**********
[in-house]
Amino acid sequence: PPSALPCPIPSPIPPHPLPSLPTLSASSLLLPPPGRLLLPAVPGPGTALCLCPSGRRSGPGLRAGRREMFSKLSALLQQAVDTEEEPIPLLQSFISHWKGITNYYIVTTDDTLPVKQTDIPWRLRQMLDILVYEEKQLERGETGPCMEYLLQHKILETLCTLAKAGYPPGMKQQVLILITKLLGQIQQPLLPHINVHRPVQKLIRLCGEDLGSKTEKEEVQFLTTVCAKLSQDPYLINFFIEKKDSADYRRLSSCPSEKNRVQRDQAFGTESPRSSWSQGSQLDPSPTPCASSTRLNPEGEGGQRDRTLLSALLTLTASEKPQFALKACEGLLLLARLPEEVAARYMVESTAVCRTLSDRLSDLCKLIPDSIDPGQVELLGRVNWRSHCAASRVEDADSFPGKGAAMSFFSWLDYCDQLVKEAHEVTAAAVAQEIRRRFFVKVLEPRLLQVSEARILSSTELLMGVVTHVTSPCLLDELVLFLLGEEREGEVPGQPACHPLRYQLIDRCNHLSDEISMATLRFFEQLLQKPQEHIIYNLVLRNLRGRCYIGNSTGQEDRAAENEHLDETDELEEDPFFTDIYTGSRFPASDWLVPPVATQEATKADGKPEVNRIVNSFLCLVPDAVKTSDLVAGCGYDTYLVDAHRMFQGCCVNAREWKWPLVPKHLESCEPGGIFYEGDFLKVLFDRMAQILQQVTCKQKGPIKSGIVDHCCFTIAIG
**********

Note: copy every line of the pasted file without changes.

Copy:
[in-house]
Amino acid sequence: PPSALPCPIPSPIPPHPLPSLPTLSASSLLLPPPGRLLLPAVPGPGTALCLCPSGRRSGPGLRAGRREMFSKLSALLQQAVDTEEEPIPLLQSFISHWKGITNYYIVTTDDTLPVKQTDIPWRLRQMLDILVYEEKQLERGETGPCMEYLLQHKILETLCTLAKAGYPPGMKQQVLILITKLLGQIQQPLLPHINVHRPVQKLIRLCGEDLGSKTEKEEVQFLTTVCAKLSQDPYLINFFIEKKDSADYRRLSSCPSEKNRVQRDQAFGTESPRSSWSQGSQLDPSPTPCASSTRLNPEGEGGQRDRTLLSALLTLTASEKPQFALKACEGLLLLARLPEEVAARYMVESTAVCRTLSDRLSDLCKLIPDSIDPGQVELLGRVNWRSHCAASRVEDADSFPGKGAAMSFFSWLDYCDQLVKEAHEVTAAAVAQEIRRRFFVKVLEPRLLQVSEARILSSTELLMGVVTHVTSPCLLDELVLFLLGEEREGEVPGQPACHPLRYQLIDRCNHLSDEISMATLRFFEQLLQKPQEHIIYNLVLRNLRGRCYIGNSTGQEDRAAENEHLDETDELEEDPFFTDIYTGSRFPASDWLVPPVATQEATKADGKPEVNRIVNSFLCLVPDAVKTSDLVAGCGYDTYLVDAHRMFQGCCVNAREWKWPLVPKHLESCEPGGIFYEGDFLKVLFDRMAQILQQVTCKQKGPIKSGIVDHCCFTIAIG